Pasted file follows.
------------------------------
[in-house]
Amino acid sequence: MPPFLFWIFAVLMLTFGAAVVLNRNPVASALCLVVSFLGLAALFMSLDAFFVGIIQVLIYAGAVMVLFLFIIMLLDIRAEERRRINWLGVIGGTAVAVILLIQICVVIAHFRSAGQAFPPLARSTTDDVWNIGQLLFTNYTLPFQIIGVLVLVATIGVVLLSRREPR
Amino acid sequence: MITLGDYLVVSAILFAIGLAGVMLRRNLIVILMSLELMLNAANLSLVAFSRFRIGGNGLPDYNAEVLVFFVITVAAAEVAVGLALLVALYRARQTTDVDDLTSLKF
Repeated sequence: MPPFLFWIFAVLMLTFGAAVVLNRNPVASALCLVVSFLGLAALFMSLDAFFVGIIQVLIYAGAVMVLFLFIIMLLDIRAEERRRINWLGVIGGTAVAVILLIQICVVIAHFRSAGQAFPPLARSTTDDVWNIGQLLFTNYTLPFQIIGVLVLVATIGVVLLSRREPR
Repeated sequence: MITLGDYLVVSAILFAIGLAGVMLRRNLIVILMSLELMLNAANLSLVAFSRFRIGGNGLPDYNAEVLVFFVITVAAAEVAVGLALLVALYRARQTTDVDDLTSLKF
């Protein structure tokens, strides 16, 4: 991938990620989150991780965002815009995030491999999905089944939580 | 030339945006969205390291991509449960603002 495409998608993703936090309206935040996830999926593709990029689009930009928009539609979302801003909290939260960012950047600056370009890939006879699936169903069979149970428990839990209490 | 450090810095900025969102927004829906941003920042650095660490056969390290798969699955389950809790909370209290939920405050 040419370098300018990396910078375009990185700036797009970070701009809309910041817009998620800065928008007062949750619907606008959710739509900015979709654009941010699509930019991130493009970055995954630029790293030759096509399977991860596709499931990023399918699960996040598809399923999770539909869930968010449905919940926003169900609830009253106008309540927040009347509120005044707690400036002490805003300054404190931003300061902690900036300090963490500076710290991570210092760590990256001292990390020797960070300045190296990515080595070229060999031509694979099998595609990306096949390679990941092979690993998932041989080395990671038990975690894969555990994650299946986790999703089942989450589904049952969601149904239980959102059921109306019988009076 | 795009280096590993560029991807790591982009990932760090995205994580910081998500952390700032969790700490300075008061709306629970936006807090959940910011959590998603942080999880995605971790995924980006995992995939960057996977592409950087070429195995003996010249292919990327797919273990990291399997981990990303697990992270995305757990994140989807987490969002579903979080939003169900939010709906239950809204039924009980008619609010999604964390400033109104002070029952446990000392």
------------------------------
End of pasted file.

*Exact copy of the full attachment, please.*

[in-house]
Amino acid sequence: MPPFLFWIFAVLMLTFGAAVVLNRNPVASALCLVVSFLGLAALFMSLDAFFVGIIQVLIYAGAVMVLFLFIIMLLDIRAEERRRINWLGVIGGTAVAVILLIQICVVIAHFRSAGQAFPPLARSTTDDVWNIGQLLFTNYTLPFQIIGVLVLVATIGVVLLSRREPR
Amino acid sequence: MITLGDYLVVSAILFAIGLAGVMLRRNLIVILMSLELMLNAANLSLVAFSRFRIGGNGLPDYNAEVLVFFVITVAAAEVAVGLALLVALYRARQTTDVDDLTSLKF
Repeated sequence: MPPFLFWIFAVLMLTFGAAVVLNRNPVASALCLVVSFLGLAALFMSLDAFFVGIIQVLIYAGAVMVLFLFIIMLLDIRAEERRRINWLGVIGGTAVAVILLIQICVVIAHFRSAGQAFPPLARSTTDDVWNIGQLLFTNYTLPFQIIGVLVLVATIGVVLLSRREPR
Repeated sequence: MITLGDYLVVSAILFAIGLAGVMLRRNLIVILMSLELMLNAANLSLVAFSRFRIGGNGLPDYNAEVLVFFVITVAAAEVAVGLALLVALYRARQTTDVDDLTSLKF
């Protein structure tokens, strides 16, 4: 991938990620989150991780965002815009995030491999999905089944939580 | 030339945006969205390291991509449960603002 495409998608993703936090309206935040996830999926593709990029689009930009928009539609979302801003909290939260960012950047600056370009890939006879699936169903069979149970428990839990209490 | 450090810095900025969102927004829906941003920042650095660490056969390290798969699955389950809790909370209290939920405050 040419370098300018990396910078375009990185700036797009970070701009809309910041817009998620800065928008007062949750619907606008959710739509900015979709654009941010699509930019991130493009970055995954630029790293030759096509399977991860596709499931990023399918699960996040598809399923999770539909869930968010449905919940926003169900609830009253106008309540927040009347509120005044707690400036002490805003300054404190931003300061902690900036300090963490500076710290991570210092760590990256001292990390020797960070300045190296990515080595070229060999031509694979099998595609990306096949390679990941092979690993998932041989080395990671038990975690894969555990994650299946986790999703089942989450589904049952969601149904239980959102059921109306019988009076 | 795009280096590993560029991807790591982009990932760090995205994580910081998500952390700032969790700490300075008061709306629970936006807090959940910011959590998603942080999880995605971790995924980006995992995939960057996977592409950087070429195995003996010249292919990327797919273990990291399997981990990303697990992270995305757990994140989807987490969002579903979080939003169900939010709906239950809204039924009980008619609010999604964390400033109104002070029952446990000392």